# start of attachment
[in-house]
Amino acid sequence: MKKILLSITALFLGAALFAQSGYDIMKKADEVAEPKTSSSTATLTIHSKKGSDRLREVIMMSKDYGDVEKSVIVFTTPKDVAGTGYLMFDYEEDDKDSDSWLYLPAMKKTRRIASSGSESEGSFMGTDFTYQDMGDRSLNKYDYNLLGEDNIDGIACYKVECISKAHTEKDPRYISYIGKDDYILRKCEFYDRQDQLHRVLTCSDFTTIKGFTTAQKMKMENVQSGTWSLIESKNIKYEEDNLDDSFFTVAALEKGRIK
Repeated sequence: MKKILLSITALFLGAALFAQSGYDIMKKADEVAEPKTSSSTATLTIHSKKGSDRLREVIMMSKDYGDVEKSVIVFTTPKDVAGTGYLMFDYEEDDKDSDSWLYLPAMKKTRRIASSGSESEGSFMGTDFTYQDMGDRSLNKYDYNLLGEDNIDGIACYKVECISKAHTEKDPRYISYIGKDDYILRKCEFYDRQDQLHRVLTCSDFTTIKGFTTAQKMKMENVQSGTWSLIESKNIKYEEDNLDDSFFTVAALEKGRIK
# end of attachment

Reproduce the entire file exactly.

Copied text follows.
[in-house]
Amino acid sequence: MKKILLSITALFLGAALFAQSGYDIMKKADEVAEPKTSSSTATLTIHSKKGSDRLREVIMMSKDYGDVEKSVIVFTTPKDVAGTGYLMFDYEEDDKDSDSWLYLPAMKKTRRIASSGSESEGSFMGTDFTYQDMGDRSLNKYDYNLLGEDNIDGIACYKVECISKAHTEKDPRYISYIGKDDYILRKCEFYDRQDQLHRVLTCSDFTTIKGFTTAQKMKMENVQSGTWSLIESKNIKYEEDNLDDSFFTVAALEKGRIK
Repeated sequence: MKKILLSITALFLGAALFAQSGYDIMKKADEVAEPKTSSSTATLTIHSKKGSDRLREVIMMSKDYGDVEKSVIVFTTPKDVAGTGYLMFDYEEDDKDSDSWLYLPAMKKTRRIASSGSESEGSFMGTDFTYQDMGDRSLNKYDYNLLGEDNIDGIACYKVECISKAHTEKDPRYISYIGKDDYILRKCEFYDRQDQLHRVLTCSDFTTIKGFTTAQKMKMENVQSGTWSLIESKNIKYEEDNLDDSFFTVAALEKGRIK